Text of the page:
Science

Coffee Production Put At Risk By Two Of Its Main Contributors

Coffee Production Put At Risk By Two Of Its Main Contributors”

But climate change is threatening both pollinators and the areas where coffee can grow.

"Coffee is one of the most valuable commodities on Earth, and needs a suitable climate and pollinating bees to produce well", said study co-author Taylor Ricketts, director of the University of Vermont's Gund Institute for Environment.

"We can think about...making sure we grow coffee in really smart ways, in ways that are more biodiversity friendly and ways that produce higher quality coffee in sufficient amounts on smaller amounts of land", said Ricketts.

Climate change is threatening the Latin American zones most favorable for growing coffee, according to a study out Monday that warns production could drop by almost 90 percent by 2050.

Major media reports, including newspapers such as the New York Times, linked coffee leaf rust-also known as CLR or roya-with climate change, but the scientists found "no evidence" for this, leading them to "reject the climate change hypothesis".

"These are all individual species that happened to co-occur now", Ricketts says, but they each have different tolerances to heat.

It may also be possible to develop varieties of coffee that are more heat tolerant.

The study, published today in the Proceedings of the National Academy of Sciences, is the first to analyze the coupled effects of climate change on coffee and bees at the national or continental level.

Using computer models, they found that it was a bit of both.

Based on the study findings, Venezuela, Nicaragua, and Honduras will likely experience a greater loss in their coffee regions than previously estimated.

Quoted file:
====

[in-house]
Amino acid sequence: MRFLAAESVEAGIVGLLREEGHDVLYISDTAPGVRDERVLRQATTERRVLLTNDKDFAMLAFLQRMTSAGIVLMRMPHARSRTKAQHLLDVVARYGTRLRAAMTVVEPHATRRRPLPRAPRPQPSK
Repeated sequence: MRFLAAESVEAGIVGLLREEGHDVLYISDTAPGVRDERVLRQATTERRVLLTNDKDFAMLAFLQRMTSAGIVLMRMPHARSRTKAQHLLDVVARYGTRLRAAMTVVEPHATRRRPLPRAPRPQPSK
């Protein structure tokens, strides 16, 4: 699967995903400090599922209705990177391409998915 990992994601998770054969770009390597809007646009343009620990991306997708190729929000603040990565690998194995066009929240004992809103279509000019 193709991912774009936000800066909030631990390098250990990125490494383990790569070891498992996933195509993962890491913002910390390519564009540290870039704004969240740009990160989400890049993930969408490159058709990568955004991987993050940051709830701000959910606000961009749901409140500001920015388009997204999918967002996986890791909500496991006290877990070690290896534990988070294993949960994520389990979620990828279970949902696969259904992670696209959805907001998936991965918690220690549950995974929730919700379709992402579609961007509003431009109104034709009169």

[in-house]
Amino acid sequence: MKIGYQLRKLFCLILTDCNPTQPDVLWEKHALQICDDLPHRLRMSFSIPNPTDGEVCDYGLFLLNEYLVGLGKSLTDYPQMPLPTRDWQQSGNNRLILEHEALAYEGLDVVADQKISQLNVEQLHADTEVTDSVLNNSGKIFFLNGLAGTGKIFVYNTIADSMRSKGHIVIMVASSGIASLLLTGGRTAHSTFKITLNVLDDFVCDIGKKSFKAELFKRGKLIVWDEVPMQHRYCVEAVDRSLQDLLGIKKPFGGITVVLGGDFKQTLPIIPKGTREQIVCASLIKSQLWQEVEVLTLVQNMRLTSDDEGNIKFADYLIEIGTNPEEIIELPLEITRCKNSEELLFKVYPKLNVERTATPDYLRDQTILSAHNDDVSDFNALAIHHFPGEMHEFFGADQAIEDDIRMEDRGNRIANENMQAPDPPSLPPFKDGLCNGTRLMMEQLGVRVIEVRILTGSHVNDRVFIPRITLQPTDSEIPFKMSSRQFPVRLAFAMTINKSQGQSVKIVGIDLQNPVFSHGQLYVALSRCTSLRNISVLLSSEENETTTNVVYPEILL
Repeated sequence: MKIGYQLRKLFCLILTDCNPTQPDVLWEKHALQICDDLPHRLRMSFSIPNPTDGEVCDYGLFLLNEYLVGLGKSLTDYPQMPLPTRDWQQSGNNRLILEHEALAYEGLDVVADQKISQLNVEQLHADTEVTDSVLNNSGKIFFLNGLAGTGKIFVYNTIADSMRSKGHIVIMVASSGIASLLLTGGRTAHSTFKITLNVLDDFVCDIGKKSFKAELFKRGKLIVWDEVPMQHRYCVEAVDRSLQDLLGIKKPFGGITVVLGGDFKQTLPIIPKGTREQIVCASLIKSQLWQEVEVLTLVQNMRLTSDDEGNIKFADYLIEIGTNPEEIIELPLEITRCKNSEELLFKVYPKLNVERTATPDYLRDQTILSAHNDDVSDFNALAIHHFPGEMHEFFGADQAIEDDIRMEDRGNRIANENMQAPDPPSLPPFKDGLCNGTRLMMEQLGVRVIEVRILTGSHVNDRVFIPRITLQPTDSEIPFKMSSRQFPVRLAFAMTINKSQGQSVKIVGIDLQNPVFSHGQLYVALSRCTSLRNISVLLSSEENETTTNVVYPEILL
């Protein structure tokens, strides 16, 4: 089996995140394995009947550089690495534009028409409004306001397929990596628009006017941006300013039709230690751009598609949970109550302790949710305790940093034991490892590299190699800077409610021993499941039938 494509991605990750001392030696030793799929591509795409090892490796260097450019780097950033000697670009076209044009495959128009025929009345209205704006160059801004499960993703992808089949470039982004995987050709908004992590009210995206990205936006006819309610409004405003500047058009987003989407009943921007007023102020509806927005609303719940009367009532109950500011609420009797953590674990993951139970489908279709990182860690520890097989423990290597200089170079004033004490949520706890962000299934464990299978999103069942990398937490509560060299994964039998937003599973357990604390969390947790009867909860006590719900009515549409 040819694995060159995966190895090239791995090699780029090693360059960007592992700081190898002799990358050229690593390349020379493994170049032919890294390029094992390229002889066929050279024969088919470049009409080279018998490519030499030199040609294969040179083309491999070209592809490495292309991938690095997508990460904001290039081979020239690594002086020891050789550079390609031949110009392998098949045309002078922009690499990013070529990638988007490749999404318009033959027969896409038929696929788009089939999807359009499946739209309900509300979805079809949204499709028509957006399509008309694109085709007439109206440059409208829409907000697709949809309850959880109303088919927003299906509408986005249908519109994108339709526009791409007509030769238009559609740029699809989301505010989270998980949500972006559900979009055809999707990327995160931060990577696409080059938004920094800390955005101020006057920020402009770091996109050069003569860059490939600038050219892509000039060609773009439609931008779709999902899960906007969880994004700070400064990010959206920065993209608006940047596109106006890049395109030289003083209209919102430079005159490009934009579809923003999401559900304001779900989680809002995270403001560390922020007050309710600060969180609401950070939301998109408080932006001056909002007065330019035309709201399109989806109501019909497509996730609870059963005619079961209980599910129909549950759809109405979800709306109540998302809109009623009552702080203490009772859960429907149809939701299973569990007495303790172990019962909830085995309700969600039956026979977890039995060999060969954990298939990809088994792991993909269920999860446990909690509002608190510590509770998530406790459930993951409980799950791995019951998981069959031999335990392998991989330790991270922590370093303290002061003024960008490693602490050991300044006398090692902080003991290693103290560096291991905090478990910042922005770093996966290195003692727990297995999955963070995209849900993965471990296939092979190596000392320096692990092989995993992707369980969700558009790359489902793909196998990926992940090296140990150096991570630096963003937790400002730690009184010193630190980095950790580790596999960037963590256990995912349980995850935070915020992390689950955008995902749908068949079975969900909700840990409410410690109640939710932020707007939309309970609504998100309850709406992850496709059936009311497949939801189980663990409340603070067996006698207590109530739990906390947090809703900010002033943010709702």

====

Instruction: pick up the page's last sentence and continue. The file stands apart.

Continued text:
Approximately 91 percent of Latin America's most fertile areas for coffee production are now less than 1.2 miles (1.9 kilometers) from a rainforest.

The scientists projected a slight increase in coffee suitability in Mexico, Guatemala, Colombia and Costa Rica, mainly in mountainous areas where temperatures are expectedto support coffee growing and more robust bee populations.

"We're going to lose a lot and not gain too much", he says.

This is not the first time that coffee production has been scrutinized by climate alarmists with dire predictions of future doom.

Pollinators such as bees play a vital role in the production of beans that end us as our morning cup of coffee.

"There's more at stake here than my nice espresso in NY or Paris going to get more expensive". Last November, the online journal Business Insider ran a scare piece titled "7 foods that could go extinct thanks to climate change", which threatened that global warming is "endangering some of the most popular and delicious foods on the planet".

Focus on maintaining habitats for wild bees in coffee-growing areas, especially those that are new due to climate change.



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